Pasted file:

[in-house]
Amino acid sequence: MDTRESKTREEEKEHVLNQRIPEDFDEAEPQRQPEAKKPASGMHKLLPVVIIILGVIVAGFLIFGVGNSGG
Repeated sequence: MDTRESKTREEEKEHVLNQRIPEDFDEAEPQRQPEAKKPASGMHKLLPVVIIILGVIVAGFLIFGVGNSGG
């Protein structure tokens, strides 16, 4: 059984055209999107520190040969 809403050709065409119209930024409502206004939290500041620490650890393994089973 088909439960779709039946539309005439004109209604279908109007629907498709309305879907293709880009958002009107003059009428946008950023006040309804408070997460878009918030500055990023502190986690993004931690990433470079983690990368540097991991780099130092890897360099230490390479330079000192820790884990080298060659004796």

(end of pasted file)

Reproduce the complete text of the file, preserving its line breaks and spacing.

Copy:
[in-house]
Amino acid sequence: MDTRESKTREEEKEHVLNQRIPEDFDEAEPQRQPEAKKPASGMHKLLPVVIIILGVIVAGFLIFGVGNSGG
Repeated sequence: MDTRESKTREEEKEHVLNQRIPEDFDEAEPQRQPEAKKPASGMHKLLPVVIIILGVIVAGFLIFGVGNSGG
């Protein structure tokens, strides 16, 4: 059984055209999107520190040969 809403050709065409119209930024409502206004939290500041620490650890393994089973 088909439960779709039946539309005439004109209604279908109007629907498709309305879907293709880009958002009107003059009428946008950023006040309804408070997460878009918030500055990023502190986690993004931690990433470079983690990368540097991991780099130092890897360099230490390479330079000192820790884990080298060659004796």